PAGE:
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Administrative Separation Board/Board of Inquiry (BOI)

What is an Administrative Separation Board/BOI?

When the military seeks to terminate you from your employment, the procedure is an Administrative Separation (AdSep) board or a Board of Inquiry (BOI). The major difference between AdSep and BOI is that an AdSep board is for enlisted service members and a BOI is for officers.

When this occurs, you must first be notified in writing that your command wants to separate you. In most instances, you have the opportunity to waive your board and agree to be separated. NEVER waive your board before consulting with an attorney. Doing this can have consequences that will follow you throughout your life.

A board is not a criminal proceeding. Because of this, you do not have the same rights as you would during a court martial. The board cannot result in a criminal conviction or confinement like a court martial, so the military considers this to be “administrative” in nature.

You do, however, have the right to a hearing, and to present evidence and witnesses on your behalf. The rules of evidence do not apply in these hearings as they would in a court martial, so the government can simply present a package of documents to prove their case against you instead of presenting live witnesses. You have the right to a military defense counsel as well as the right to hire a civilian defense counsel to help you prepare your case.

What does the hearing consist of?

A board consists of 3 members and it is their responsibility to decide four basic questions:

1) Is there a basis for separation?

2) Should the service member be retained or separated?

3) What should be the characterization of service?

4) Should suspension of the separation be recommended?

Your attorney will present evidence and witnesses to the board to persuade them to decide these questions in your favor. The goal is always to argue for retention in the service (to not be terminated from the military). However, if a service member is separated, characterization of service becomes extremely important. You can be separated with a characterization of Honorable, General, or Other Than Honorable (OTH).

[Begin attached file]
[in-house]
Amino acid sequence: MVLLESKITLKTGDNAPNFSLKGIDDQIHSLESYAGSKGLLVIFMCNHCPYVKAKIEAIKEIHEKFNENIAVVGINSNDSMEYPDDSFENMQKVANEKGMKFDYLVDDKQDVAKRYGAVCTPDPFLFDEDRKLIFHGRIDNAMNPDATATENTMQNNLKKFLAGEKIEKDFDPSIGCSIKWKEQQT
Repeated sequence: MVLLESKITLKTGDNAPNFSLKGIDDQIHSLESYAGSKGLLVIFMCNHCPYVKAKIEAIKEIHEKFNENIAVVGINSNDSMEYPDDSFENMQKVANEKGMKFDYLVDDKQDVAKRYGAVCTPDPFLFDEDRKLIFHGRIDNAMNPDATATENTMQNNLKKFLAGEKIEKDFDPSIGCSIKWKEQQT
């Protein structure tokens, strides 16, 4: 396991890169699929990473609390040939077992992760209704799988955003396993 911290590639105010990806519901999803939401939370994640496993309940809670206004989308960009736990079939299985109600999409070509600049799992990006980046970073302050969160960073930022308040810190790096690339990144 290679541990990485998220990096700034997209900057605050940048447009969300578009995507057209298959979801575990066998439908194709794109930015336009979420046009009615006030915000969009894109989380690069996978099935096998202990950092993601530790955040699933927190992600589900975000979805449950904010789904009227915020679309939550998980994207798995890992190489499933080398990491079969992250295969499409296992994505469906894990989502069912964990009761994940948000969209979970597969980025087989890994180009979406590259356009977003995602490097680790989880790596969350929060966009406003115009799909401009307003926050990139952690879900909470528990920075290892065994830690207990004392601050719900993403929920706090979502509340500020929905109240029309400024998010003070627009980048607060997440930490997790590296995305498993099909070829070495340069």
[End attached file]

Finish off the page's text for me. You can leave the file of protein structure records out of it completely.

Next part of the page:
An Honorable characterization entitles you to keep all benefits and privileges from your military service.

A General discharge entitles you to keep many benefits and privileges, but you do lose several benefits including the G.I. Bill.

An Other Than Honorable discharge basically removes all privileges and benefits from your military service. Additionally, there is no set time period after which you can get an automatic upgrade (for example, 6 months). Once you receive an OTH discharge, it is very difficult to change that.

Because of the seriousness of these proceedings and how much is at risk, it is very important to have a lawyer who is well-versed in the military justice system and who will fight for you.

To schedule a free, no obligation consultation with our lawyer, please get in touch with us today.

AdSep/BOI: Practices
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